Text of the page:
# Munkres lemma 68.5

I'm reading Munkres Topology and I'm stuck in lemma 68.5 as you can see he uses the theorem 68.4 in order to imply that there is a isomorphism between $$G$$ and $$G'$$, but in order for this theorem to be applied we must have that $$\{i_{\alpha}(G_{\alpha})\}$$ and $$\{i'_{\alpha}(G_{\alpha})\}$$ generate $$G$$ and $$G'$$ which for $$G'$$ is just fine because it is stated that is a free product of the groups $$\{i'_{\alpha}(G_{\alpha})\}$$ but how do we know that $$G$$ can be generated by $$\{i_{\alpha}(G_{\alpha})\}$$? We say that the groups $$G_\alpha$$ generate $$G$$ if every element $$x$$ of $$G$$ can be written as a finite sum of elements of the groups $$G_\alpha$$.

Lemma 68.5. Let $$\{G_{\alpha}\}_{\alpha \in J}$$ be a family of groups; let $$G$$ be a group; let $$i_{\alpha} : G_{\alpha} \rightarrow G$$ be a family of homomorphisms. If the extension condition of Lemma 68.3 holds, then each $$i_{\alpha}$$ is a monomorphism and $$G$$ is the free product of the groups $$i_{\alpha}(G_{\alpha})$$.

Proof. We first show that each $$i_{\alpha}$$ is a monomorphism. Given an index $$\beta$$, let us set $$H = G_{\beta}$$. Let $$k_{\alpha} : G_{\alpha} \rightarrow H$$ be the identity if $$\alpha = \beta$$, and the trivial homomorphism if $$\alpha \neq \beta$$. Let $$h : G \rightarrow H$$ be the homomorphism given by the extension condition. Then $$h \circ i_{\beta} = h_{\beta}$$, so that $$i_{\beta}$$ is injective. By Theorem 68.2, there exists a group $$G'$$ and a family $$i'_{\alpha} : G_{\alpha} \rightarrow G'$$ of monomorphisms such that $$G'$$ is the free product of the groups $$i'_{\alpha}(G_{\alpha})$$. Both $$G$$ and $$G'$$ have the extension property of Lemma 68.3. $$\color{red}{\text{The preceding theorem then implies that there is an isomorphism}}$$ $$\phi : G \rightarrow G'$$ such that $$\phi \circ i_{\alpha} = i'_{\alpha}$$. It follows at once that $$G$$ is the free product of the groups $$i'_{\alpha}(G_{\alpha})$$.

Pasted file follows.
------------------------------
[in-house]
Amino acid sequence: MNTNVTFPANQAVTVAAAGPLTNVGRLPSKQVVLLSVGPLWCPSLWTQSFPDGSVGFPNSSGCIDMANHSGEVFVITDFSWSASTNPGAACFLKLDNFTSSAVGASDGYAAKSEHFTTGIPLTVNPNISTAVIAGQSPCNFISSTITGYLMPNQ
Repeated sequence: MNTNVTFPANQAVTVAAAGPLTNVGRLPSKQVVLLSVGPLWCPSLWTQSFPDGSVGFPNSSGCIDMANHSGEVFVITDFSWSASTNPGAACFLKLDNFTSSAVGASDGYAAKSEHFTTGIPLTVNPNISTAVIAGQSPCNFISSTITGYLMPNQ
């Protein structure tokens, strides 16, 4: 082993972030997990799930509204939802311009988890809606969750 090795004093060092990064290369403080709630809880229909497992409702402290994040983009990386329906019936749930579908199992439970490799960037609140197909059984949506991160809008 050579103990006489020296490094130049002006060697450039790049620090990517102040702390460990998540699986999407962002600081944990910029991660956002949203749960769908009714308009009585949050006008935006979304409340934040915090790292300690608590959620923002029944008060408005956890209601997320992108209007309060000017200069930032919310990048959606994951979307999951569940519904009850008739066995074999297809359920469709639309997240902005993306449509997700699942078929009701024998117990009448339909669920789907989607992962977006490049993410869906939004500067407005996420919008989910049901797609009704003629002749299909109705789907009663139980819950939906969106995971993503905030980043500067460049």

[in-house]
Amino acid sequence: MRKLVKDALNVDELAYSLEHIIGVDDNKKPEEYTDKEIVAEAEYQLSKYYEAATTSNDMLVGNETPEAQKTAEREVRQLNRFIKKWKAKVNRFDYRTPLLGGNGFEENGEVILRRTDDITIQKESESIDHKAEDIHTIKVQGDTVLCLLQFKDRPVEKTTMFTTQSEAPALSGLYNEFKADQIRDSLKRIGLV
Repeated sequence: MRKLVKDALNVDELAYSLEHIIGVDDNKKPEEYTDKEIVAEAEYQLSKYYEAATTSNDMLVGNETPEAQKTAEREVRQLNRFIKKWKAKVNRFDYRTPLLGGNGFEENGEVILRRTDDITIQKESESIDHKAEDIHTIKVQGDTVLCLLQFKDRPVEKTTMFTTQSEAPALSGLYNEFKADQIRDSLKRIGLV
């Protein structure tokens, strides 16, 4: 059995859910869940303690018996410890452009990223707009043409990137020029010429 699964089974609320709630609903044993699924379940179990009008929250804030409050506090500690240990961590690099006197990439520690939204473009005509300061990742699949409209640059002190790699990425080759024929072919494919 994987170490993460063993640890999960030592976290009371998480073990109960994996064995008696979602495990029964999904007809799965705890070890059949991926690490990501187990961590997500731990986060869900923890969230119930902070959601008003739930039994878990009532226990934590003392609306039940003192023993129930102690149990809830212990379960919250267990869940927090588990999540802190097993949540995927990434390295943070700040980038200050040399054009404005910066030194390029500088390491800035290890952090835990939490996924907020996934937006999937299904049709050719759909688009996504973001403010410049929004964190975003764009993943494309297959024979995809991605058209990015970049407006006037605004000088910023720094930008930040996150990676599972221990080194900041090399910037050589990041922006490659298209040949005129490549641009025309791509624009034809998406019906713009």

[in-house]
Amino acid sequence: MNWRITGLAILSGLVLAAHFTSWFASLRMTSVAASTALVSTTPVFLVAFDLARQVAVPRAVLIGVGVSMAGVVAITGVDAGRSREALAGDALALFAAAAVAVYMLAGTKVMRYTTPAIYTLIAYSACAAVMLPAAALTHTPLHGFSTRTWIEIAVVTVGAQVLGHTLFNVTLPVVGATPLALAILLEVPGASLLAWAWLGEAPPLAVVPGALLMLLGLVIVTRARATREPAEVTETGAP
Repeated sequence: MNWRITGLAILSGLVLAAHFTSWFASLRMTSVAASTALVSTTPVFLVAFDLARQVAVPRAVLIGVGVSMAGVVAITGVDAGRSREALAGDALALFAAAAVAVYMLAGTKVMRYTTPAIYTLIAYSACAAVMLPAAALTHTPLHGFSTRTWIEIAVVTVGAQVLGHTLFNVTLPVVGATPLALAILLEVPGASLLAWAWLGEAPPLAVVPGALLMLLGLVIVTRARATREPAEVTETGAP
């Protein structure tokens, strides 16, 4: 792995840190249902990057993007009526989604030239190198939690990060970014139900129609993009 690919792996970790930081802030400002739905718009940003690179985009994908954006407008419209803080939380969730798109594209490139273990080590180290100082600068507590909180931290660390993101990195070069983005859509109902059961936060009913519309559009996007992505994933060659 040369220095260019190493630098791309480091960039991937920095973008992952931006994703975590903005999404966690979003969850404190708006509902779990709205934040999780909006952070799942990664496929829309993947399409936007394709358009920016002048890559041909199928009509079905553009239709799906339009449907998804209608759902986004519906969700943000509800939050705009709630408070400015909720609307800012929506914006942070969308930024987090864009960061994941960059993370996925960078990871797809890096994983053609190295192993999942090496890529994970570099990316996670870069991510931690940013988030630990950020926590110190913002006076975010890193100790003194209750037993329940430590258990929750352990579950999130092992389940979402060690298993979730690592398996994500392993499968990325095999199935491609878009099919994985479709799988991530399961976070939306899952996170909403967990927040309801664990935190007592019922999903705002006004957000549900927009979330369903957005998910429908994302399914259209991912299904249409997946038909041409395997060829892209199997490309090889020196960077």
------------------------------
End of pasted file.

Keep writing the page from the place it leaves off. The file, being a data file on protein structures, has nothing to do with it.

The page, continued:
Theorem 68.4 (Uniqueness of free products).} Let $$\{G_{\alpha}\}_{\alpha \in J}$$ be a family of groups. Suppose $$G$$ and $$G'$$ are groups and $$i_{\alpha} : G_{\alpha} \rightarrow G$$ and $$i'_{\alpha} : G_{\alpha} \rightarrow G'$$ are families of monomorphisms, such that the families $$\{i_{\alpha}(G_{\alpha})\}$$ and $$\{i'_{\alpha}(G_{\alpha})\}$$ generate $$G$$ and $$G'$$, respectively. If both $$G$$ and $$G'$$ have the extension property stated in the preceding lemma, then there is a unique isomorphism $$\phi : G \rightarrow G'$$ such that $$\phi \circ i_{\alpha} = i'_{\alpha}$$ for all $$\alpha$$.

I think it is a mistake, and it should be assumed that $$\{i_\alpha(G_\alpha)\}$$ generate $$G$$ in Lemma 68.5.

Consider situation where the indexing set $$J=\{1\}$$ is a singleton and $$G_1=\mathbb{Z}$$. Now let $$G=\mathbb{Z}\times\mathbb{Z}$$ and $$i_1:\mathbb{Z}\to \mathbb{Z}\times \mathbb{Z}$$ be given by $$i_1(x)=(x,0)$$. Of course $$i_1(G_1)$$ does not generate $$G$$. So what I did here is I added $$\mathbb{Z}$$ to $$\mathbb{Z}$$, but the choice is arbitrary. We can also consider $$\mathbb{Z}\times K$$ for any group $$K$$.

Now, if $$H$$ is any group and $$h_1:\mathbb{Z}\to H$$ is a homomorphism, then we can simply define $$h:\mathbb{Z}\times\mathbb{Z}\to H$$ by $$h(x,y)=h_1(x)$$. Then $$h_1=h\circ i_1$$ and so $$G$$ together with $$i_1$$ clearly satisfies the extension property, but $$G=\mathbb{Z}\times\mathbb{Z}$$ is not (free product of) $$\mathbb{Z}$$.